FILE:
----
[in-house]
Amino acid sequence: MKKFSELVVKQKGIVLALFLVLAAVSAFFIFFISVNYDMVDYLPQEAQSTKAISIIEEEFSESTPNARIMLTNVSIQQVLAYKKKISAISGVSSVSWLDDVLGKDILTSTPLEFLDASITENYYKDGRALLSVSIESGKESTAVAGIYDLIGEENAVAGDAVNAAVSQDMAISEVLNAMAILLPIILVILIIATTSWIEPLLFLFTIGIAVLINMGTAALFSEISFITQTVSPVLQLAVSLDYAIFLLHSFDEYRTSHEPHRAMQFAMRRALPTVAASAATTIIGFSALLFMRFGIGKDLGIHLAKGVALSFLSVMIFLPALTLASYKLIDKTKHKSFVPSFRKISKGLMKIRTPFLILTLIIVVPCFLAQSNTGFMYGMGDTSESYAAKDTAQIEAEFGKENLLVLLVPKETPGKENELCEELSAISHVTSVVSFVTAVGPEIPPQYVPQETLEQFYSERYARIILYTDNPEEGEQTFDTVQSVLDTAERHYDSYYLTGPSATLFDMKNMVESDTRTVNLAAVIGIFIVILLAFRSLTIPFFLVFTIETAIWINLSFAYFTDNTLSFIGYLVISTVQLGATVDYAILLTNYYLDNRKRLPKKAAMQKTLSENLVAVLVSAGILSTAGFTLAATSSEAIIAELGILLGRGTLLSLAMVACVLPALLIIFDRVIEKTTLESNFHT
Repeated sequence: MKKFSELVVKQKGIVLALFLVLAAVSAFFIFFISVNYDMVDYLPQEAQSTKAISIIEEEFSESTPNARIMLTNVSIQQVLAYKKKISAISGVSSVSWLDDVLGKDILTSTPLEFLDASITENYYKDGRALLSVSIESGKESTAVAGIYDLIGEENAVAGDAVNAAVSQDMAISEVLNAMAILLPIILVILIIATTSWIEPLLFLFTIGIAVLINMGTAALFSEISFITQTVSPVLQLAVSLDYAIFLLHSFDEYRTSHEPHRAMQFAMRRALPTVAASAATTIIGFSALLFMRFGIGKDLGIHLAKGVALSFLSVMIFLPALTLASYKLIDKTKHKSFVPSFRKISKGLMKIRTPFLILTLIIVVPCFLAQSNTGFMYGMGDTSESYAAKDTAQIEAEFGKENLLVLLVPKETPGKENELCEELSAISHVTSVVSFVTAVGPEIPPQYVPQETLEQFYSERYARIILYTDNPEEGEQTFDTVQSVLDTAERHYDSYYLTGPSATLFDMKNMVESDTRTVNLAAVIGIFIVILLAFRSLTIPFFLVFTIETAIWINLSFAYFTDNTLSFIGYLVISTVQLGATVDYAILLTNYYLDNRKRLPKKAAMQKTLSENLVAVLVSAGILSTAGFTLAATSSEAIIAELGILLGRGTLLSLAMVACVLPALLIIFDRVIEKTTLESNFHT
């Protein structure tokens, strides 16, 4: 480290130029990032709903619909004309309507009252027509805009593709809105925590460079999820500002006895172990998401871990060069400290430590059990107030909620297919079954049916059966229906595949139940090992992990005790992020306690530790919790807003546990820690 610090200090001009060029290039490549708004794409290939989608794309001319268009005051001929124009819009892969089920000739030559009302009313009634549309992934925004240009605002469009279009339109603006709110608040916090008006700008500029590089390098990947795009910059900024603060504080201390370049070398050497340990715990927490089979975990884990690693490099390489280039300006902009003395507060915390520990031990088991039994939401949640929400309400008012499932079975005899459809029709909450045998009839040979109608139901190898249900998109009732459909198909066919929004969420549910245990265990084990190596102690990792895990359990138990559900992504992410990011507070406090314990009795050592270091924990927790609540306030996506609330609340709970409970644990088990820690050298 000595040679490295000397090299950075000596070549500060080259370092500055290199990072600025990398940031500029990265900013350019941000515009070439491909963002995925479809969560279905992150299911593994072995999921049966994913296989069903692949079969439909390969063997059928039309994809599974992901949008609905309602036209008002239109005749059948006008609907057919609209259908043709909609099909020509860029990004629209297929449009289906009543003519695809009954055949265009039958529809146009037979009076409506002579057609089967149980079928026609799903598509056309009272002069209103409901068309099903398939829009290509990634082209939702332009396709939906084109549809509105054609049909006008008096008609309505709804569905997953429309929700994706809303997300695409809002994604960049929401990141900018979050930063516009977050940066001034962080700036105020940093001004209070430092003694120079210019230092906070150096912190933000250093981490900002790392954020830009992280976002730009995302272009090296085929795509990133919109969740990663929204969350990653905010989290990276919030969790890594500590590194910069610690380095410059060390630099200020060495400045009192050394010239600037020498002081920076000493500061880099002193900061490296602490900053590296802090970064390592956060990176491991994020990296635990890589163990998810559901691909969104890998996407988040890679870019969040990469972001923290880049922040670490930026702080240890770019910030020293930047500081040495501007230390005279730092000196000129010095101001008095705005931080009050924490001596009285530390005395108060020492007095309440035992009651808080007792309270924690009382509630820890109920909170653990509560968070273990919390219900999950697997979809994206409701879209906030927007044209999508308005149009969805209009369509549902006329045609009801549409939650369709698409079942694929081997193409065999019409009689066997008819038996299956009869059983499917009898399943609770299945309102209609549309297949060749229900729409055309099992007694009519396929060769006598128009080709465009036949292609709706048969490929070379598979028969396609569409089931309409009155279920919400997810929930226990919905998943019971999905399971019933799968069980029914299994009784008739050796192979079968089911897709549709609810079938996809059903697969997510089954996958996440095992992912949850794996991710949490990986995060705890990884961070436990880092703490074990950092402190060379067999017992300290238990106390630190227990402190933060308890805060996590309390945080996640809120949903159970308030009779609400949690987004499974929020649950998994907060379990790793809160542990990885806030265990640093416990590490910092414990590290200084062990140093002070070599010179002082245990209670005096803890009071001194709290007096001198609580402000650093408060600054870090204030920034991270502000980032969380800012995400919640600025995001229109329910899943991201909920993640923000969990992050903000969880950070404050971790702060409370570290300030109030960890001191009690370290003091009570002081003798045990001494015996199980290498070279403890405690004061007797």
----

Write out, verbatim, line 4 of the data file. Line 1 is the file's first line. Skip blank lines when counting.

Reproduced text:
């Protein structure tokens, strides 16, 4: 480290130029990032709903619909004309309507009252027509805009593709809105925590460079999820500002006895172990998401871990060069400290430590059990107030909620297919079954049916059966229906595949139940090992992990005790992020306690530790919790807003546990820690 610090200090001009060029290039490549708004794409290939989608794309001319268009005051001929124009819009892969089920000739030559009302009313009634549309992934925004240009605002469009279009339109603006709110608040916090008006700008500029590089390098990947795009910059900024603060504080201390370049070398050497340990715990927490089979975990884990690693490099390489280039300006902009003395507060915390520990031990088991039994939401949640929400309400008012499932079975005899459809029709909450045998009839040979109608139901190898249900998109009732459909198909066919929004969420549910245990265990084990190596102690990792895990359990138990559900992504992410990011507070406090314990009795050592270091924990927790609540306030996506609330609340709970409970644990088990820690050298 000595040679490295000397090299950075000596070549500060080259370092500055290199990072600025990398940031500029990265900013350019941000515009070439491909963002995925479809969560279905992150299911593994072995999921049966994913296989069903692949079969439909390969063997059928039309994809599974992901949008609905309602036209008002239109005749059948006008609907057919609209259908043709909609099909020509860029990004629209297929449009289906009543003519695809009954055949265009039958529809146009037979009076409506002579057609089967149980079928026609799903598509056309009272002069209103409901068309099903398939829009290509990634082209939702332009396709939906084109549809509105054609049909006008008096008609309505709804569905997953429309929700994706809303997300695409809002994604960049929401990141900018979050930063516009977050940066001034962080700036105020940093001004209070430092003694120079210019230092906070150096912190933000250093981490900002790392954020830009992280976002730009995302272009090296085929795509990133919109969740990663929204969350990653905010989290990276919030969790890594500590590194910069610690380095410059060390630099200020060495400045009192050394010239600037020498002081920076000493500061880099002193900061490296602490900053590296802090970064390592956060990176491991994020990296635990890589163990998810559901691909969104890998996407988040890679870019969040990469972001923290880049922040670490930026702080240890770019910030020293930047500081040495501007230390005279730092000196000129010095101001008095705005931080009050924490001596009285530390005395108060020492007095309440035992009651808080007792309270924690009382509630820890109920909170653990509560968070273990919390219900999950697997979809994206409701879209906030927007044209999508308005149009969805209009369509549902006329045609009801549409939650369709698409079942694929081997193409065999019409009689066997008819038996299956009869059983499917009898399943609770299945309102209609549309297949060749229900729409055309099992007694009519396929060769006598128009080709465009036949292609709706048969490929070379598979028969396609569409089931309409009155279920919400997810929930226990919905998943019971999905399971019933799968069980029914299994009784008739050796192979079968089911897709549709609810079938996809059903697969997510089954996958996440095992992912949850794996991710949490990986995060705890990884961070436990880092703490074990950092402190060379067999017992300290238990106390630190227990402190933060308890805060996590309390945080996640809120949903159970308030009779609400949690987004499974929020649950998994907060379990790793809160542990990885806030265990640093416990590490910092414990590290200084062990140093002070070599010179002082245990209670005096803890009071001194709290007096001198609580402000650093408060600054870090204030920034991270502000980032969380800012995400919640600025995001229109329910899943991201909920993640923000969990992050903000969880950070404050971790702060409370570290300030109030960890001191009690370290003091009570002081003798045990001494015996199980290498070279403890405690004061007797």